Stop thief, my TV programme hasn't finished yet

The other week my attention was grabbed by some track-you-down-wherever-you-are mobile-phone technology. Yes, once again, mobile-phone technology has caught my fancy. But this time it's all about frustrating the phone muggers. It's simple and effective. It works like this: If someone steals your phone and you're using the Remote XT system, get yourself to a nearby phone and call a customer contact centre and inform them of the crime.

As soon as you do this, the stolen phone will be traced. Once located, the phone will begin to emit an ear-piercing screech that can only be stopped by taking out the battery, thereby rendering the phone useless. The system also disables the handset itself so that it can't be used even if the thief removes the SIM card. Neat idea.

Moving on to a different but still mobile-phone-related item of news, it looks like the sales boom is cooling down. Research analysts say that companies are really struggling to get customers to upgrade their phones regularly, and that only 25% of phones sold by 2008 will be 3G. This isn't happy news for the service operators that spent small fortunes establishing third-generation-capable networks.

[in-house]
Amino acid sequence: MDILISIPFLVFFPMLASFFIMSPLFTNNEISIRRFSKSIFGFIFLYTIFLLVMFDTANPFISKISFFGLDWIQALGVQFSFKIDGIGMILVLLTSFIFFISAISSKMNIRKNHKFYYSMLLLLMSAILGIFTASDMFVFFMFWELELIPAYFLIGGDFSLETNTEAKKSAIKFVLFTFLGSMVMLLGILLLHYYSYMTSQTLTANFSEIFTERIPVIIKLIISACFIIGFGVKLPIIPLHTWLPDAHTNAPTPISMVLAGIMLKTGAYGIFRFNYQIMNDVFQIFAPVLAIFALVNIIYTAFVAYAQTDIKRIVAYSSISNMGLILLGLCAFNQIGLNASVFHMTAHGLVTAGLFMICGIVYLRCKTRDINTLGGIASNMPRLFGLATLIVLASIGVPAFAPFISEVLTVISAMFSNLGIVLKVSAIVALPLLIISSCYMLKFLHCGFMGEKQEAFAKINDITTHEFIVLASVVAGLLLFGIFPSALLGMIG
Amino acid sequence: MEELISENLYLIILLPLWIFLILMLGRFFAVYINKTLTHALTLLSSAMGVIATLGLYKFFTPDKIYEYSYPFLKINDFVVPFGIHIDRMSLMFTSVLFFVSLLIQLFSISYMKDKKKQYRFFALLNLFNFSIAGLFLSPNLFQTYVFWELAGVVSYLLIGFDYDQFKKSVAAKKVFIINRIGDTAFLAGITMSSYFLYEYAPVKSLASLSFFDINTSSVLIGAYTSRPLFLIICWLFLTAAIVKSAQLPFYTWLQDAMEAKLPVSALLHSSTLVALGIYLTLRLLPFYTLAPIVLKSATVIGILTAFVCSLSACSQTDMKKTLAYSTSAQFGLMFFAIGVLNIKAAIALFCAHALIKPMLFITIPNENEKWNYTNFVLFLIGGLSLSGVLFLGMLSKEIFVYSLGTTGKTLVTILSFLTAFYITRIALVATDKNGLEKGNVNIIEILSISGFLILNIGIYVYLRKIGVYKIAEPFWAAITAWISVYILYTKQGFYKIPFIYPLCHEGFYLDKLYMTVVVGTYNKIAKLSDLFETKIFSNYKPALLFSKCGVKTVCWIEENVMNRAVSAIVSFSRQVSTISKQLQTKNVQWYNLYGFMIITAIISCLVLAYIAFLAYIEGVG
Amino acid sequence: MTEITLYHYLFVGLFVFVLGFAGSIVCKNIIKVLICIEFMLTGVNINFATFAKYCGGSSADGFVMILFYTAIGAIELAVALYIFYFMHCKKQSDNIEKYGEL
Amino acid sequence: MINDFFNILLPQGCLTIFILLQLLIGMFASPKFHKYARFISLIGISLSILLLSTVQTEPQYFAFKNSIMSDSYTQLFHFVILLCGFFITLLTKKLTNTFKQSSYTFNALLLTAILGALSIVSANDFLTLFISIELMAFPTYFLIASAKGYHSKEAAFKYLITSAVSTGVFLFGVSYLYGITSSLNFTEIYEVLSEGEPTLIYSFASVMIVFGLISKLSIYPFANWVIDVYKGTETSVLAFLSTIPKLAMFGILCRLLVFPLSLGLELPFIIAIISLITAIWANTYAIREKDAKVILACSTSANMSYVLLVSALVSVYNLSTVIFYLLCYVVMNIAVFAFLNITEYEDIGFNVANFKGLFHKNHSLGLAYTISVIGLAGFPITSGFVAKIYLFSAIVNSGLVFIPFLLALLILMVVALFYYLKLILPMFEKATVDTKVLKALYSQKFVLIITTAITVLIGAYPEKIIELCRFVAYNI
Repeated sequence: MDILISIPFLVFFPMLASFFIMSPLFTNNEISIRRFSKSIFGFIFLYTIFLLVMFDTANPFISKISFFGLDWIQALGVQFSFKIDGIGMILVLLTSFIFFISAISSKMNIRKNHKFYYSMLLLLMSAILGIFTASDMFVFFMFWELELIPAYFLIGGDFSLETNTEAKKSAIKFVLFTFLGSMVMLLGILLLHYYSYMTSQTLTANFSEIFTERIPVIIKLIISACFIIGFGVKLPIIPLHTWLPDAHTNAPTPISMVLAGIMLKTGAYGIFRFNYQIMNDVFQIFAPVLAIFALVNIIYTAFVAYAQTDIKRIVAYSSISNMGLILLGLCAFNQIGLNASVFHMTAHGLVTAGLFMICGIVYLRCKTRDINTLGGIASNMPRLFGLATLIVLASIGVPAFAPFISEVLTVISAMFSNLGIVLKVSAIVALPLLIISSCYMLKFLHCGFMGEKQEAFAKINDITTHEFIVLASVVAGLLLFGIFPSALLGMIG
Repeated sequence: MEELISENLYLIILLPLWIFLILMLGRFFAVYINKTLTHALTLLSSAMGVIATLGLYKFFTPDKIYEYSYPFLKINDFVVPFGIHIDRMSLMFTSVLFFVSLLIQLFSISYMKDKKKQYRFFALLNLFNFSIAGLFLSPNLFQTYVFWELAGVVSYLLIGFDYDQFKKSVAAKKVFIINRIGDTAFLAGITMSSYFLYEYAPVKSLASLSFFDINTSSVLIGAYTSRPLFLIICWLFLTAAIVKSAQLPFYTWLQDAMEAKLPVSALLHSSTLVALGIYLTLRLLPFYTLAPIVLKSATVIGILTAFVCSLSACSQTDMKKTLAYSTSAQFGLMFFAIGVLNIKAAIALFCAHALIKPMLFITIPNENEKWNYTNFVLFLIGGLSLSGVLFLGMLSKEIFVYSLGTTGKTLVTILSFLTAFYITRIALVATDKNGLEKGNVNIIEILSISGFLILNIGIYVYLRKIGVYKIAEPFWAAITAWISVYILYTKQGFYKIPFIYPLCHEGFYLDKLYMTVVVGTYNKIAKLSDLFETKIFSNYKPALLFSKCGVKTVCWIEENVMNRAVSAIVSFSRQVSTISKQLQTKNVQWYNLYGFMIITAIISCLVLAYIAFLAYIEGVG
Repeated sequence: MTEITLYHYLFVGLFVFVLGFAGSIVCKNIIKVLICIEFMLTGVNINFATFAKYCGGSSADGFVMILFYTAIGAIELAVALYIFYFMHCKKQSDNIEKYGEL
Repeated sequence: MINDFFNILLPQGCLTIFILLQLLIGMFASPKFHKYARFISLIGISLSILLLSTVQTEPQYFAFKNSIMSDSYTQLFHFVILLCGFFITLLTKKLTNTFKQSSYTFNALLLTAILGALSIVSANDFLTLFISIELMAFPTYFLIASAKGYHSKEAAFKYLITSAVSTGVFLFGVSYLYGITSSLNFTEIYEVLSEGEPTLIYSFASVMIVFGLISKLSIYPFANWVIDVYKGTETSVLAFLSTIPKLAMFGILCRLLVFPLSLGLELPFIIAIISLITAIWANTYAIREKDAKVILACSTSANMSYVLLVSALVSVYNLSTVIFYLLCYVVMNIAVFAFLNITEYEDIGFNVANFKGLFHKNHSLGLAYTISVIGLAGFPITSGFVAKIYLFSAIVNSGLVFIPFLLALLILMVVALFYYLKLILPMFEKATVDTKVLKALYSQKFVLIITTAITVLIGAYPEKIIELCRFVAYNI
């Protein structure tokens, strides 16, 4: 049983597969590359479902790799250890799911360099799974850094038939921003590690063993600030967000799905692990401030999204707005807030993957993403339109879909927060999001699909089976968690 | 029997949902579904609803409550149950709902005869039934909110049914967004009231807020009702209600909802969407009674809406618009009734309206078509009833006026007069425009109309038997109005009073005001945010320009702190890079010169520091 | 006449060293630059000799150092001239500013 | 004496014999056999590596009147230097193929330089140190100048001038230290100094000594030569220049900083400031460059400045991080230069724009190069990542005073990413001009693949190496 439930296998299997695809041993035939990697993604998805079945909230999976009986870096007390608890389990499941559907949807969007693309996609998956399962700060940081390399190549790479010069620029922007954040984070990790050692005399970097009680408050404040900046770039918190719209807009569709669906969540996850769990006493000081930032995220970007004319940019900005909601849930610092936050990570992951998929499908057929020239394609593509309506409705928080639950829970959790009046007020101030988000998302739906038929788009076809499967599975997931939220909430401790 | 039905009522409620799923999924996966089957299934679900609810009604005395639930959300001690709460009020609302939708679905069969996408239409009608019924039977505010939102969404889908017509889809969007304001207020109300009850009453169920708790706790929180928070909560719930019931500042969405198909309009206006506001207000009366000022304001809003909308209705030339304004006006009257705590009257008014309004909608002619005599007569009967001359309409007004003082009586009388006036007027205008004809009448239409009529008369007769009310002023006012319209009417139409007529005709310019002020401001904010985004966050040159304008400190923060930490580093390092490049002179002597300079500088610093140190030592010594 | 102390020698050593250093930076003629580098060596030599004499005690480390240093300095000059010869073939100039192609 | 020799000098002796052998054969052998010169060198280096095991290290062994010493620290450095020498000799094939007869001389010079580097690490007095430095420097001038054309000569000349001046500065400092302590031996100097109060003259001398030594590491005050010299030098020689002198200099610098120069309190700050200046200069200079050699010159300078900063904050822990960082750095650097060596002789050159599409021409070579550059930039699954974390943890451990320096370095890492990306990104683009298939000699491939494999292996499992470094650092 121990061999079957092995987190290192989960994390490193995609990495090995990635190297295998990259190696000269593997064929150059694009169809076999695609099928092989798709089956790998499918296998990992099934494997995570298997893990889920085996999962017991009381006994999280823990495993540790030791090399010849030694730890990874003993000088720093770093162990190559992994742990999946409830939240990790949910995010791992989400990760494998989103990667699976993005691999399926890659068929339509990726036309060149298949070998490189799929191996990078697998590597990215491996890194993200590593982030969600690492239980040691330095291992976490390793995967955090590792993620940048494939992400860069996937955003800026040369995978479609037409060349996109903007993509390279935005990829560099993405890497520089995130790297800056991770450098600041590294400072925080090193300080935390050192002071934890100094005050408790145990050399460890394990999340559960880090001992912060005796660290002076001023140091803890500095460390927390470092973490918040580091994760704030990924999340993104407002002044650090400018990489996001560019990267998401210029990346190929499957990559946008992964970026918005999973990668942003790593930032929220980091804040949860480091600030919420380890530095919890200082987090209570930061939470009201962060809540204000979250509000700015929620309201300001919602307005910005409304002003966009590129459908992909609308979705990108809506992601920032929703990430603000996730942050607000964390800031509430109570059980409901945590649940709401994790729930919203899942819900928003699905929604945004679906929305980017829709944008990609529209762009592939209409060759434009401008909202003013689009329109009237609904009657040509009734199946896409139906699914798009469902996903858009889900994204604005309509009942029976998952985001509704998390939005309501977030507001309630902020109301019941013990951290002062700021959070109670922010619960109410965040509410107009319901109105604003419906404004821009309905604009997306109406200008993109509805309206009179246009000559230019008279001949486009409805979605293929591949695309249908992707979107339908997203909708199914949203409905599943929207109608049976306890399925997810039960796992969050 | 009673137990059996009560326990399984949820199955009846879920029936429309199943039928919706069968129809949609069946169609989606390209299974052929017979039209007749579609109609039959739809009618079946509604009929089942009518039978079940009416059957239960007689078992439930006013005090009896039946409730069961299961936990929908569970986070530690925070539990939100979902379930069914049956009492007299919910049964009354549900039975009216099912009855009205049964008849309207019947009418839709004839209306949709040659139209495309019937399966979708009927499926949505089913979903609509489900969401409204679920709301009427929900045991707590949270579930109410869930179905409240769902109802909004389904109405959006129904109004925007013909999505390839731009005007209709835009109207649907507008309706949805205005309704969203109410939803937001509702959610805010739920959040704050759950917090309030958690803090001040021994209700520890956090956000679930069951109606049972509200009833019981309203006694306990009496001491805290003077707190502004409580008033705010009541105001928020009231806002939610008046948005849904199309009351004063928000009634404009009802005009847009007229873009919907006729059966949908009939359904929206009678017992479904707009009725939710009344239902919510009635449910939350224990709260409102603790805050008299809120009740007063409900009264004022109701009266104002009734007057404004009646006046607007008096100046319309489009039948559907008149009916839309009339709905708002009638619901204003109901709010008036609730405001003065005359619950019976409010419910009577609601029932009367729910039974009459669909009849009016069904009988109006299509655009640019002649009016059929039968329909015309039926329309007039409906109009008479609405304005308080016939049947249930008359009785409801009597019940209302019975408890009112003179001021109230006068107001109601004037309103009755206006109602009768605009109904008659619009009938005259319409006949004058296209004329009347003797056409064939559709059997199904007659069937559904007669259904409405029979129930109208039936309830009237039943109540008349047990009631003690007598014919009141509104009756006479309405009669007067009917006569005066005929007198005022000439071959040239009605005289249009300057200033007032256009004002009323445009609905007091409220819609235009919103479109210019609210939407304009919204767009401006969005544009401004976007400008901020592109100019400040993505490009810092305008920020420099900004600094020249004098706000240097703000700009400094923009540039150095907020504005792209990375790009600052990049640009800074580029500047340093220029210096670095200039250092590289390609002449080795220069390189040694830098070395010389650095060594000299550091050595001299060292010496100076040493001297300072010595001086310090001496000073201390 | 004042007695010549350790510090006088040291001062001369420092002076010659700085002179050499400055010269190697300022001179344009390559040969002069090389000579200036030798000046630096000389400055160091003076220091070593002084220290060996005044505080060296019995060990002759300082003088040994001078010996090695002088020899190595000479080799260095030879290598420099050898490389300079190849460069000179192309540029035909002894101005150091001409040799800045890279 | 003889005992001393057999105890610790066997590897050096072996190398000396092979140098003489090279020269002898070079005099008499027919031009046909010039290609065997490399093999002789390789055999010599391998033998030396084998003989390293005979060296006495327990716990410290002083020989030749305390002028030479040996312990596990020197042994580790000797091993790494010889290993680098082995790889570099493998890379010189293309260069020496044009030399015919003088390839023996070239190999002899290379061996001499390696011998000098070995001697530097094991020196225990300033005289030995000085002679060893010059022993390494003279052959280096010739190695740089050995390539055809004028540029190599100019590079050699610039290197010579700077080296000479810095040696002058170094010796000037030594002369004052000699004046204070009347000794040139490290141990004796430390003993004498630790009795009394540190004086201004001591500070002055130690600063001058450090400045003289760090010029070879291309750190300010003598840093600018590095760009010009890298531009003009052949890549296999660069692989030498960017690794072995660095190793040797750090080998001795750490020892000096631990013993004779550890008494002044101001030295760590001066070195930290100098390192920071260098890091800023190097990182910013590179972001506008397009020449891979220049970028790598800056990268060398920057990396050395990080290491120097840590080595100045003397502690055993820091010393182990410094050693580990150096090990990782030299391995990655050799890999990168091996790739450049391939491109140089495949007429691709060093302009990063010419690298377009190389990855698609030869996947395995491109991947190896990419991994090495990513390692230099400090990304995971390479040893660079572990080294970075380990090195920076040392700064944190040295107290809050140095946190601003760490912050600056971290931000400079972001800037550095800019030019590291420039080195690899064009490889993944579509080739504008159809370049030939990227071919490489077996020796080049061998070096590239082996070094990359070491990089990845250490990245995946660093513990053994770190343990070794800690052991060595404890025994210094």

"So make the phones more stylish to encourage customers to upgrade," say some analysts. Others maintain that won't work. Personally, I think it's all about functionality. Yes, it's good to have a nice-looking phone, but not unless it comes with some very slick customer-catching functionality. What the phone manufacturers and the service operators need is another killer application, e.g. text messaging. As we all know, this afterthought by the phone companies turned into a huge business.

So what will be the next powerful application—TV on your mobile phone? Maybe. The way screen technology has improved, it's possible. And it could prove powerful. But there may be more technology questions relating to that inescapable word "power" that must be answered first.

TAGS: Mobile
Hide comments

Comments

  • Allowed HTML tags: <em> <strong> <blockquote> <br> <p>

Plain text

  • No HTML tags allowed.
  • Web page addresses and e-mail addresses turn into links automatically.
  • Lines and paragraphs break automatically.
Publish